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Blockchain companies will be required to retain backups of user data for six months, and to provide them to law enforcement officials when requested. Additionally, users who provide false identification information will have their accounts restricted or shut down completely.

The draft also prohibits blockchain companies from using their technology to “produce, duplicate, publish, and disseminate” any information or content that is prohibited by Chinese laws. This would essentially end the use of blockchain technology to circumvent Chinese censorship laws.

One recent of this included the use of the Ethereum blockchain to store information regarding a #MeToo scandal in the country’s pharmaceutical industry. Information stored in a blockchain cannot be removed or edited; it is unclear exactly how the Chinese government plans to enforce this rule.

Regulations Would Affect Masternodes on Some Blockchain Networks, Could Grant the Government Complete Control Over the Sector

If passed into law, the draft will also affect “masternodes” or “supernodes” on a number of different blockchains. This was pointed out in a post by Jiang Zhuo’er, founder of the BTC.TOP mining pool, over the last weekend: “for example, each of the 21 supernodes of the EOS network is operated by a company or an individual. As such, they must be fully compliant [with this regulation].”

It’s still unclear when (and if) the draft will be passed into law. If the draft does make it onto the books, however, it will be the country’s first set of regulations for the blockchain industry.

What’s perhaps most notable about the draft is that if passed into law, it will legally classify blockchain companies as entities offering information services to the public. According to BitRates News, this classification will essentially grant the Chinese government complete control over the sector.

While the CAC alleges that the draft has been designed to protect citizens’ rights, to promote the growth of the blockchain sector, and to standardize blockchain information services. However, many believe that the increased censorship and control that the draft has proposed will have opposite effects.

Some Believe that Regulations Arent’ Unreasonable–But they Will Place a New Financial Burden on the Industry

CEO of DropChain Billy Chan thinks that the regulations may not necessarily be a bad thing for the industry. “It’s not fair to say the government is stifling blockchain. Instead, they’re trying to hold people accountable” he said to TechNode, adding that the Chinese government has consistently invested and supported blockchain companies on both national and local levels. DropChain is a company that has developed a way of integrating blockchain into food and beverage supply chains.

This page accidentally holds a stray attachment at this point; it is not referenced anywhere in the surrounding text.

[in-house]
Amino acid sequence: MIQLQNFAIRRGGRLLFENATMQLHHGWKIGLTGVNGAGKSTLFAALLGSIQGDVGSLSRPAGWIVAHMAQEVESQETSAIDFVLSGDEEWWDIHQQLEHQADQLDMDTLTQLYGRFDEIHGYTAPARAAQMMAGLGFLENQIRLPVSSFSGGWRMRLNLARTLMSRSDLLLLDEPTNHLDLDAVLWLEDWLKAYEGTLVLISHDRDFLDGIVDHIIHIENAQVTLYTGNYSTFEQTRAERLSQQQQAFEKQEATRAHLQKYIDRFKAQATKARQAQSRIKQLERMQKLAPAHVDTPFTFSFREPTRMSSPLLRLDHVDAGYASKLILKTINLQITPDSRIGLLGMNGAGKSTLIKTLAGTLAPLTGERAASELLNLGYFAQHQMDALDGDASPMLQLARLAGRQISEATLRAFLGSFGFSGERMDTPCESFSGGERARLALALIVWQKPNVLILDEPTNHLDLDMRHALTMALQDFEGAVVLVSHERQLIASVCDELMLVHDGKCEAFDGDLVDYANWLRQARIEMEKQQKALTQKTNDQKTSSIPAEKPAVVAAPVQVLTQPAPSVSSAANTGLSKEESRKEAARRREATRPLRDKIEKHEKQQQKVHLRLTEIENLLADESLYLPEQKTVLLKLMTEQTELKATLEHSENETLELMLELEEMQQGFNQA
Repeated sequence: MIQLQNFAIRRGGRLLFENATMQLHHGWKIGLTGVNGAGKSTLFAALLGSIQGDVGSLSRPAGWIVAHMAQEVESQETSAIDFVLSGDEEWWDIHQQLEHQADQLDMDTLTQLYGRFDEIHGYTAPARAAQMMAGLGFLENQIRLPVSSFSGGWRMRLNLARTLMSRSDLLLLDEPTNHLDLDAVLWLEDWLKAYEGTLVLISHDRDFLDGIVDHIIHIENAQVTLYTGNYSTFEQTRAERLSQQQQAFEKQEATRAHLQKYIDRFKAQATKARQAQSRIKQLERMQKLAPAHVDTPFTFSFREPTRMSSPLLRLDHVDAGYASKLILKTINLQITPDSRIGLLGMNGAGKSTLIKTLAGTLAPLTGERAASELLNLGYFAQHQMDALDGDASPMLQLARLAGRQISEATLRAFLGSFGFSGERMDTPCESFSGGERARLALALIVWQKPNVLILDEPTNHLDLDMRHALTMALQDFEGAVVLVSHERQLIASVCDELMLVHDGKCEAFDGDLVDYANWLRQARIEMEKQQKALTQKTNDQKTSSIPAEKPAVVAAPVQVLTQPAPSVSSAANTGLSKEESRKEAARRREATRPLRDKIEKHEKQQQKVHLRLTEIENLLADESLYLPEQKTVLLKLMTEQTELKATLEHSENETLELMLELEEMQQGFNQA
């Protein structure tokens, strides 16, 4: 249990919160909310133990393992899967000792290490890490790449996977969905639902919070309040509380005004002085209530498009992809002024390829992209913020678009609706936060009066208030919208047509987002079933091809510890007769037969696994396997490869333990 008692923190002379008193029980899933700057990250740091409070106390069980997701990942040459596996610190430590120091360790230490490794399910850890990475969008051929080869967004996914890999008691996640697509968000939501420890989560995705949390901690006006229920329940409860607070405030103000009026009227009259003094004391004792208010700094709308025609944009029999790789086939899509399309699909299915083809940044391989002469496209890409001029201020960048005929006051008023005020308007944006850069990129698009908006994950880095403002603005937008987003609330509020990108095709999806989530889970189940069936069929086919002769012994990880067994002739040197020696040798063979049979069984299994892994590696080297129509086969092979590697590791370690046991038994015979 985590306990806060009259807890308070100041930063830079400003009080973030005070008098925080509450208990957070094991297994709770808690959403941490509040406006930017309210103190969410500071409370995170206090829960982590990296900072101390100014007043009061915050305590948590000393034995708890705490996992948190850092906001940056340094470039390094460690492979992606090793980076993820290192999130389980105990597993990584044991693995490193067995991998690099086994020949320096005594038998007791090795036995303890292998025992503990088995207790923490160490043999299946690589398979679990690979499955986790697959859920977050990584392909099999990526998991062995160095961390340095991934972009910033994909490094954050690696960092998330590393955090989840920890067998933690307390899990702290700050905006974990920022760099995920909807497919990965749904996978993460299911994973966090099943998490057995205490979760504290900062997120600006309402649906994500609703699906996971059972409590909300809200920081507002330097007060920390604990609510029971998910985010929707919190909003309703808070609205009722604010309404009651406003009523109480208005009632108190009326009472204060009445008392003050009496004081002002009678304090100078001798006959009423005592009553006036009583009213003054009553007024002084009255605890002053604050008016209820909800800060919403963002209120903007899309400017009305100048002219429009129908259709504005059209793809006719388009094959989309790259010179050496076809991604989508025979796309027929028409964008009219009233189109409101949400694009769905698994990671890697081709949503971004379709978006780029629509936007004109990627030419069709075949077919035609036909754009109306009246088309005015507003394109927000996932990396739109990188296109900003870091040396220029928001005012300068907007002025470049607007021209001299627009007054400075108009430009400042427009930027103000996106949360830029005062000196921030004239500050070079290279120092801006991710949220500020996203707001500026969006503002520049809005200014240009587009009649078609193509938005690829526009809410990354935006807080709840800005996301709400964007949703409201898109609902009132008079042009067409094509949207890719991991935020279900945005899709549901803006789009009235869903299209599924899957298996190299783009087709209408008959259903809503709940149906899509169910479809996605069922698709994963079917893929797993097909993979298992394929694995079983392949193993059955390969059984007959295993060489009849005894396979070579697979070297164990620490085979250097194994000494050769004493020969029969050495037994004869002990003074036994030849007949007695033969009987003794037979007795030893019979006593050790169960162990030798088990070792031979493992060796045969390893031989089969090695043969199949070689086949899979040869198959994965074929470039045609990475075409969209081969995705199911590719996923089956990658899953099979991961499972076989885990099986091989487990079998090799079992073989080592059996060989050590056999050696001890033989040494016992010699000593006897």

Similarly, associate lecturer in computer science at Shanghai Jiao Tong University Xia Yubin said that the censorship proposed in the draft would help to keep blockchain services free of illegal materials, such as child pornography. “Currently blockchain does not support censorship, so if you put something bad on blockchain everybody can see,” Xia explained. “Definitely for our country we need to find a solution to this—especially with regard to illegal content.”

However, Tamar Menteshashvili, founder of Shanghai Jiao Tong University (SJTU) Blockchain Hub and a doctorate student at SJTU, pointed out that the draft could have a negative effect on the industry aside from censorship concerns. Indeed, the new regulations may place a financial burden on blockchain startups that will need to find ways to comply.

Indeed, it seems that the Chinese government is at odds with itself–it sees a need to regulate the industry that it has fostered. Whether or not the newly drafted regulations are too strict for the young industry remains to be seen; however, it’s certainly a possibility.